time I finally figured out a remote steering
system that would work well in a small light sailboat,
for anyone fool enough to insist on one. Like me.
Here’s how I installed the whole mess.
Mounting the Wheel
The nicest installation would have been running the
wheel’s shaft right down into the compartment.
Unfortunately that would have put the wheel where
it would interfere with the mast. I wanted at least
3” clearance to decrease the likelihood of smashing
the steering wheel when stepping the mast. So I stood
the shaft off from the bulkhead, using an exposed
The lower bearing is simply scrap wood nailed and
glued to the bottom of the boat. The lower layer is
a 3x5” square piece of ¾” plywood,
and the upper part is a 3.5” length of 2x4.
The upper part is bored to 1-3/8” with a hole
saw. The bearing fits in this hole. Cut it so the
fit is snug. Make sure this wood assembly gets attached
so it centers the shaft on the boat’s centerline.
This could be done without the bottom piece of plywood,
but I didn’t want the shaft to jab into the
boat’s bottom if something broke. Probably paranoia,
but it’s cheap insurance.
Note how I cut limbers to allow the escape of
any water that dribbles down the shaft.
The upper bearing block is built like a mast partner.
I added one extra bearing to have bearings top and
bottom on this block. That way the setscrew on the
drum locks the shaft in place, so it isn’t actually
riding on the bottom of the lower bearing block –
it’s floating above the bottom. That bearing
only keeps it centered against the cable tension.
So the upper bearing block is made from a piece of
2x6 nail-and-glued to ¼” plywood sides
and a 1x6 back, through-bolted to the bulkhead with
plenty of PL400. Make sure you’re bolting to
Note the limbers on the bottom of the lower block.
These allow drainage of any water that finds its way
down the shaft and through the bearing,
As you can see, my boring wasn’t 100% accurate.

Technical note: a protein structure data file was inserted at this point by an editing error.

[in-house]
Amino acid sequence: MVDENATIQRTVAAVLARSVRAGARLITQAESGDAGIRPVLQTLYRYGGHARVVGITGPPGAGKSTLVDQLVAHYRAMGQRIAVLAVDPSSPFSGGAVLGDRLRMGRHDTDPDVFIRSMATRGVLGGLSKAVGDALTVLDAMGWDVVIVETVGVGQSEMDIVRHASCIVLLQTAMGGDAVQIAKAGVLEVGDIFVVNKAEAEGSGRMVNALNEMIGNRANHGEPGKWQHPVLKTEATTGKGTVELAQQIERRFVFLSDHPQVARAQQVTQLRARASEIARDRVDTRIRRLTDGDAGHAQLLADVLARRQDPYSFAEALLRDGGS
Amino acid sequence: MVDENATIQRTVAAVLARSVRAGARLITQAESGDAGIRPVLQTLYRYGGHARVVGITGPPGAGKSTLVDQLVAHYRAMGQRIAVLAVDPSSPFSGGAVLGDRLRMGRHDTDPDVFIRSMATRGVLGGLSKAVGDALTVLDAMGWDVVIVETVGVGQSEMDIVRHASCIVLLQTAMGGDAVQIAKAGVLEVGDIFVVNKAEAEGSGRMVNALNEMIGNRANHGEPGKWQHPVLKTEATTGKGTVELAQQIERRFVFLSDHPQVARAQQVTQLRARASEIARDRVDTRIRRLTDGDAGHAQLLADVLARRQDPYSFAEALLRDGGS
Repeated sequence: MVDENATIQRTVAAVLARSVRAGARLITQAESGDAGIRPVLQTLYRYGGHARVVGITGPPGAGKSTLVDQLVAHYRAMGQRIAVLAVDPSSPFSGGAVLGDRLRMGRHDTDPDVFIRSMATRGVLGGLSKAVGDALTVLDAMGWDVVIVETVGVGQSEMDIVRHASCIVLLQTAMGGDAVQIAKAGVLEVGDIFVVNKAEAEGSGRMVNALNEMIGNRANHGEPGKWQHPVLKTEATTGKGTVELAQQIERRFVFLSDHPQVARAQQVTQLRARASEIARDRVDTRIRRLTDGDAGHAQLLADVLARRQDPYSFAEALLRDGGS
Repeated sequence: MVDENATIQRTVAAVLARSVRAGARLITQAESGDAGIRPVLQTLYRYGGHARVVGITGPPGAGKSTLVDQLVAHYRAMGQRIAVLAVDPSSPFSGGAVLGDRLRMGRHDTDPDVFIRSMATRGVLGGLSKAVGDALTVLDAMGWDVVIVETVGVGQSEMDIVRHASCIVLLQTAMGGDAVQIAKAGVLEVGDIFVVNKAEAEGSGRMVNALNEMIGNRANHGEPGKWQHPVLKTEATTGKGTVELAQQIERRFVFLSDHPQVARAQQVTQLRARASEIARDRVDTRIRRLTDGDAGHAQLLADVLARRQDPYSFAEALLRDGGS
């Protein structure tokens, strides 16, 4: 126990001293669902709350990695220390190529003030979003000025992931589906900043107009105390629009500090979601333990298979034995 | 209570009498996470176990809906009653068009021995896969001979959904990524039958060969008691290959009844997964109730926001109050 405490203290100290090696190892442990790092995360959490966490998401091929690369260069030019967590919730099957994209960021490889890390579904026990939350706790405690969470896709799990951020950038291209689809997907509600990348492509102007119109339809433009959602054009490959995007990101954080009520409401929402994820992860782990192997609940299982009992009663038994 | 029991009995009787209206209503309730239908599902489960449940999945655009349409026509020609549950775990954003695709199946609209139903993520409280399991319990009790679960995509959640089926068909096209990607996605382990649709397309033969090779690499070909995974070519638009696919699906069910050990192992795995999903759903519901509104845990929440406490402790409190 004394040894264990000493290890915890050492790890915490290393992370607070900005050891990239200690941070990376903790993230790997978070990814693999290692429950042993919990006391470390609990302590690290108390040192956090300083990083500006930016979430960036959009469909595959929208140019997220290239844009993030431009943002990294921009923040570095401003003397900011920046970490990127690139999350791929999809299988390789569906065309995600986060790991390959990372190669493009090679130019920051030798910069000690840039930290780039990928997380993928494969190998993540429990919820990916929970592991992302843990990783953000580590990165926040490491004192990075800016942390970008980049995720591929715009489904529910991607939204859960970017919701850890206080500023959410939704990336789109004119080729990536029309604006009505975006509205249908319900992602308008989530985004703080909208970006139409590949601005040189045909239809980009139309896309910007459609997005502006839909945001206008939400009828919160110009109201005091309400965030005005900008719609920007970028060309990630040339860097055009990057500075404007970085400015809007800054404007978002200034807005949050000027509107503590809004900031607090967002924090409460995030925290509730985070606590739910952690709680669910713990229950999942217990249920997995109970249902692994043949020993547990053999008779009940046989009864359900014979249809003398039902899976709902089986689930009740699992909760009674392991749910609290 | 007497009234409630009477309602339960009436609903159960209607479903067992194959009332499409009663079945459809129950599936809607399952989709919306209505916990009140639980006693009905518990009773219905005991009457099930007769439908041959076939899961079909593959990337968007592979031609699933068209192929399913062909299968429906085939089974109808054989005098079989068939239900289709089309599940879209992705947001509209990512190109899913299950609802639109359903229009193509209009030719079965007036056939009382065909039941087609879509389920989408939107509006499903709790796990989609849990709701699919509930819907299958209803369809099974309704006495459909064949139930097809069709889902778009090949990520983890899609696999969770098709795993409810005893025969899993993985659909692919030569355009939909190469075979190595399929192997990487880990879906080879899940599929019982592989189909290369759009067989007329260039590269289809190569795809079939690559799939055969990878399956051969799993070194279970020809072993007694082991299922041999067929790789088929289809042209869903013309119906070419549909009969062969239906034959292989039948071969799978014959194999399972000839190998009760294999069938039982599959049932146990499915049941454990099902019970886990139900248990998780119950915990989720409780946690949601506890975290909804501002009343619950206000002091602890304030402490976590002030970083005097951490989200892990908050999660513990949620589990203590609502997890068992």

(In fact it wasn’t even close!)
No big deal – as long as the top looks OK and
the bottom keeps the bearing from getting shoved into
the block too far. A bit of rasping in the lower hole
of the upper bearing block made it work well enough.
As long as there’s a little wood left to support
the upper block’s lower bearing it is good enough.
I switched to steel cable to minimize play in the
system, but cable shouldn’t be bent into a circle
less than 2” diameter. In fact, the Duckworks
sheaves I was using were 2.5”.
So I had replace my 1.5” wooden drum. While
wood would have worked fine, I couldn’t find
a 2” diameter dowel. This one was welded from
1.5” iron plumbing pipe, which has an outside
diameter of very close to 2”. I welded on 3”
flanges and collars of ¾” pipe. The shaft
is ¾” mild steel rod welded to a 3”
disk of 3/16” steel.
Right now some of you are about to tune out because
welding is required. It’s not really required.
You could do this stuff with hardwood without too
much trouble. It was just faster to do it with welding
because I’m equipped to weld. Besides, if you
prepare the metal, this would be a very cheap welding
job to hire. Any farmer or mechanic with an old “buzz
box” could zap this together.
The shaft is installed with a collar made of ¾”
copper pipe to lift the wheel above the level of the
upper bearing block. This keeps fingers from getting
whacked on the deck when spinning the wheel fast.
(Why copper? For the best of all reasons – I
had some laying around.)
At this point I test fit everything and bored the
drum and shaft to pin them. Here you see the middle
bearing and the drum, both lower than their final
The drum has to be pinned in place on the shaft right
under the middle bearing, because the drum is what
holds that bearing into its block. So we hold it all
in place and drill. Make sure the bottom end of the
shaft is suspended above the bottom of the boat, but
is deep enough into the lower bearing block to be
supported by the lower bearing. With the shaft forced
down and the drum holding the middle bearing in place,
drill the hole. Actually, I drilled the hole in the
collar of the drum before starting this. Then I drilled
the shaft just enough to make a mark when holding
this all in place. It was much easier to finish boring
the shaft with better lubrication where it wouldn’t
move around or make such a mess – in a vice.
I used a ¼” bolt for the pin. Be sure